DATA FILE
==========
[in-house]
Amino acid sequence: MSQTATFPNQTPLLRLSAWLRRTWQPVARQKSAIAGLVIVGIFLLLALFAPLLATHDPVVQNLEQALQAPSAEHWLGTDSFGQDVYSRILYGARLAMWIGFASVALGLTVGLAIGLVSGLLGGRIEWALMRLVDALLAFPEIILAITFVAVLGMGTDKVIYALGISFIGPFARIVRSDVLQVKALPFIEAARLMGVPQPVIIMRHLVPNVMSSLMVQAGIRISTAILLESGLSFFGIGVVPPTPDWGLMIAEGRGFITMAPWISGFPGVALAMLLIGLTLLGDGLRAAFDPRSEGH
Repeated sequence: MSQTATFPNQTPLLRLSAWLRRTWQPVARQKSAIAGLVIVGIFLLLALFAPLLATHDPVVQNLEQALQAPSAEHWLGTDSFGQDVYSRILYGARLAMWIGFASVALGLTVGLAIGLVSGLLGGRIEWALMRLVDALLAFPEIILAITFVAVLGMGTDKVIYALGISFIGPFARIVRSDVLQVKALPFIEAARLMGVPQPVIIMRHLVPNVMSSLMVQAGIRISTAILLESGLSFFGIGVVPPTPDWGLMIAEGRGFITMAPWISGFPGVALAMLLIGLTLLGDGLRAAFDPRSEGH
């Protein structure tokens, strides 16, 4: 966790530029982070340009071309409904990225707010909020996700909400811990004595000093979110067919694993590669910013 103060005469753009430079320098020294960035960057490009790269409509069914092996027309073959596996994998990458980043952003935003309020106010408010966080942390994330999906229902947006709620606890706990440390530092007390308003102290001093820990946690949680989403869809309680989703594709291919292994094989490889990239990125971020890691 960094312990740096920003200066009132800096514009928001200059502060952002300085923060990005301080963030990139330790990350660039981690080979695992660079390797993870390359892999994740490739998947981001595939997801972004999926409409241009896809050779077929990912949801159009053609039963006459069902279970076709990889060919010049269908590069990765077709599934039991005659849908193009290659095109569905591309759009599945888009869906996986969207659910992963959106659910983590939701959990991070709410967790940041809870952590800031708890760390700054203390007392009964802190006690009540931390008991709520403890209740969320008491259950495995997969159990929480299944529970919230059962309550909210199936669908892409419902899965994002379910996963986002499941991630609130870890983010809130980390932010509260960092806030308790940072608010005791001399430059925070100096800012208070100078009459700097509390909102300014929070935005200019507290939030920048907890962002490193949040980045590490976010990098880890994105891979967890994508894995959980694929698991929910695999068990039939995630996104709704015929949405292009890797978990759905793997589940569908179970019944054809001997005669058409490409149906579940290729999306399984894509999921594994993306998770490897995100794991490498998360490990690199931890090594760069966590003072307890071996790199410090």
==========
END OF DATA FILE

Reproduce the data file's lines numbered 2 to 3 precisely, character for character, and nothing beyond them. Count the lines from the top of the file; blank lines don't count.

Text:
Amino acid sequence: MSQTATFPNQTPLLRLSAWLRRTWQPVARQKSAIAGLVIVGIFLLLALFAPLLATHDPVVQNLEQALQAPSAEHWLGTDSFGQDVYSRILYGARLAMWIGFASVALGLTVGLAIGLVSGLLGGRIEWALMRLVDALLAFPEIILAITFVAVLGMGTDKVIYALGISFIGPFARIVRSDVLQVKALPFIEAARLMGVPQPVIIMRHLVPNVMSSLMVQAGIRISTAILLESGLSFFGIGVVPPTPDWGLMIAEGRGFITMAPWISGFPGVALAMLLIGLTLLGDGLRAAFDPRSEGH
Repeated sequence: MSQTATFPNQTPLLRLSAWLRRTWQPVARQKSAIAGLVIVGIFLLLALFAPLLATHDPVVQNLEQALQAPSAEHWLGTDSFGQDVYSRILYGARLAMWIGFASVALGLTVGLAIGLVSGLLGGRIEWALMRLVDALLAFPEIILAITFVAVLGMGTDKVIYALGISFIGPFARIVRSDVLQVKALPFIEAARLMGVPQPVIIMRHLVPNVMSSLMVQAGIRISTAILLESGLSFFGIGVVPPTPDWGLMIAEGRGFITMAPWISGFPGVALAMLLIGLTLLGDGLRAAFDPRSEGH